Saturday, December 16, 2006

Woodbury, Connecticut

Morning Fog

I hope that the faint but clear outline of the sun's disc will come through on most viewer's monitors after the file has been converted for web viewing. This farm has been a multi-generational favorite for local painters.

8 comments:

Michael said...

There's something about the beauty of a natural place that often resists a photographer's best efforts. Lately I've seen pictures that use digital "magic" to stir up the contents into some kind of striking representation of the landscape, but, in the end they usually fall flat.

Not this picture. It's a thoughtful, lovely and honest representation of the place. Good job; my hat's off. It's easy to see why painters work here.

Ernest Theisen said...

Carl, that is a beautiful image. I love the composition, the soft color. The sun disk shows up on my monitor. I think that this would make a wonderful platinum print as well.

Kent Wiley said...

Carl, no problem seeing the sun. This is strikingly different, not necessarily for you, but for "Working Pictures." It's refreshing to see a "classic" unspoiled landscape w/o the obvious hand of man everywhere. Of course this place _was_ created by humans - albeit those who had no need for the romantic ideal of beautiful landscapes. Anyway, nicely done, especially shooting into the sun.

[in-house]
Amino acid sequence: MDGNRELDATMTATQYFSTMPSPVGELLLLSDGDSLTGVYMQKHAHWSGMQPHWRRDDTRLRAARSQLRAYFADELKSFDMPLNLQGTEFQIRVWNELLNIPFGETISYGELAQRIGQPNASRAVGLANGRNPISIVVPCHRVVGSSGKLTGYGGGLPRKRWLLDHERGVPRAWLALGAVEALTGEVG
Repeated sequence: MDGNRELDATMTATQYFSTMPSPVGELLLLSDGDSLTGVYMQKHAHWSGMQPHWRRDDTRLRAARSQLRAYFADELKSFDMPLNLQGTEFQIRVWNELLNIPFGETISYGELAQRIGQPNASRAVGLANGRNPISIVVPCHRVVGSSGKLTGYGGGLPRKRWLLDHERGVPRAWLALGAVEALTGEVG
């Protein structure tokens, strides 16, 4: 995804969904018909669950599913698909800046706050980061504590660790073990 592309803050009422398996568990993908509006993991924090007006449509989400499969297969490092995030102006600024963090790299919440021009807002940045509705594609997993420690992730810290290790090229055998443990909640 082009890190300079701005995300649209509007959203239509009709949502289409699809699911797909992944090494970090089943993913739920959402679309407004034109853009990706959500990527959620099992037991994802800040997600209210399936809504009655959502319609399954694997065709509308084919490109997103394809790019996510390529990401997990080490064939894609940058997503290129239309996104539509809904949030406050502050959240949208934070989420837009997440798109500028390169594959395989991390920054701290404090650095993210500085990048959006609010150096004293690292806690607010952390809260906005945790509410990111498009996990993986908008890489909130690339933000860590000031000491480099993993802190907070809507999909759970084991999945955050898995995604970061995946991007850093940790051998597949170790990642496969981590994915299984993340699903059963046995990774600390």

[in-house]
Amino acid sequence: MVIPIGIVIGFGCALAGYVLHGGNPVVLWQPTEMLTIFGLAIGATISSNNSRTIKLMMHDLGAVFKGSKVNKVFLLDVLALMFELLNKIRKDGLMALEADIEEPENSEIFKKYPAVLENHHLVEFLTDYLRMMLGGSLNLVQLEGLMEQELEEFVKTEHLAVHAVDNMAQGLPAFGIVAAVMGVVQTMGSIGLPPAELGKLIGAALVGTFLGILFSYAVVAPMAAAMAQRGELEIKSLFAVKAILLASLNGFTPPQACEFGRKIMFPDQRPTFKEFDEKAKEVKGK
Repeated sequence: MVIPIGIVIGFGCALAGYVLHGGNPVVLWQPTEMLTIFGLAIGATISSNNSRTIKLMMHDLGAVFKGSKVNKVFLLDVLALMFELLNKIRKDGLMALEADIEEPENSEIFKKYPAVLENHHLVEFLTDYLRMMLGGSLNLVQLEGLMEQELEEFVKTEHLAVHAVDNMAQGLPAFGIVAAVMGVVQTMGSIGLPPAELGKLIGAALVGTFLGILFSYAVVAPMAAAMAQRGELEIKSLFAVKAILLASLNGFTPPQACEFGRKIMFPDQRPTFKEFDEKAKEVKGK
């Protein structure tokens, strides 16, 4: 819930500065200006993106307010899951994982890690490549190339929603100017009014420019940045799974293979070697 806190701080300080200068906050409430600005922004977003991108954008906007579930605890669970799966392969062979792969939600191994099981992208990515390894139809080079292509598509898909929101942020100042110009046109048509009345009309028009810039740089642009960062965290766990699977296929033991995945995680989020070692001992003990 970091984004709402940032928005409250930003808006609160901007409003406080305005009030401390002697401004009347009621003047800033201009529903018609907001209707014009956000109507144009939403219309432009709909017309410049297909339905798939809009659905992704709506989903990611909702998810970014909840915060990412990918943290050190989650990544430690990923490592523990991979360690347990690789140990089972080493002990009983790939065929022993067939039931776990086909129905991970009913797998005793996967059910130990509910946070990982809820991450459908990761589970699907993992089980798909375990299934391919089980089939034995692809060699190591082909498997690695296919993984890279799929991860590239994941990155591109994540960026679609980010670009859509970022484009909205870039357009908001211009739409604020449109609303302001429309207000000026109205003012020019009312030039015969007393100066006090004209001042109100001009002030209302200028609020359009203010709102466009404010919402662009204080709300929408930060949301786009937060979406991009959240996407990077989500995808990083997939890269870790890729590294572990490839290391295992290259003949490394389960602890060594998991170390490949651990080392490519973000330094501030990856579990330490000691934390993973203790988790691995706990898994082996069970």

Scott Kirkpatrick said...

I just went back over the 4:3 to 3:2 transition zone in your blog to see what the difference was in terms of how the pictures look. The Pentax and the Olympus probably feel about the same, but one has nice zooms and the other simple primes. Am I right in thinking that you are seeing a little deeper into the shadows of the scene with the Pentax? Has any of the bathroom dust accumulated on the Zuiko lenses to contribute to the difference?

Carl said...

Scott,

I haven't done a proper tonal range test yet, but my impression is that the K10D has more range than the E1.

PS: Dust on the lenses would likely enhance apparent tonal range through flare, like shooting with an uncoated antique view camera lens...

Bruce Robbins said...

Hi Carl,

Lovely image and big enough for me to print out at home-would that be OK? Have you tried this one in black and white? I think it would look great as a mono shot.

Carl said...

Bruce,

I'm glad you like the picture, but the postings are for on-screen enjoyment only. Please don't print them out. Selling prints is one of the ways we starving artists try to keep the wolf from the door.

As for b&w, so far I have not found a conversion from digital capture that pleases me. The bar is set pretty high on that since I'm used to printing b&w as platinum prints direct from in-camera negatives up to 12x20 inches.

Bruce Robbins said...

I'm more than happy to respect your views on not printing out your pictures and understand the reason for them.

Regarding black and white, I don't have a problem with the conversion but with the printing although I'm now starting to see some light at the end of the tunnel.

There are a few Photoshop actions that seek to emulate the look of platinum prints-have you tried them and, if so, what do you think?

Bruce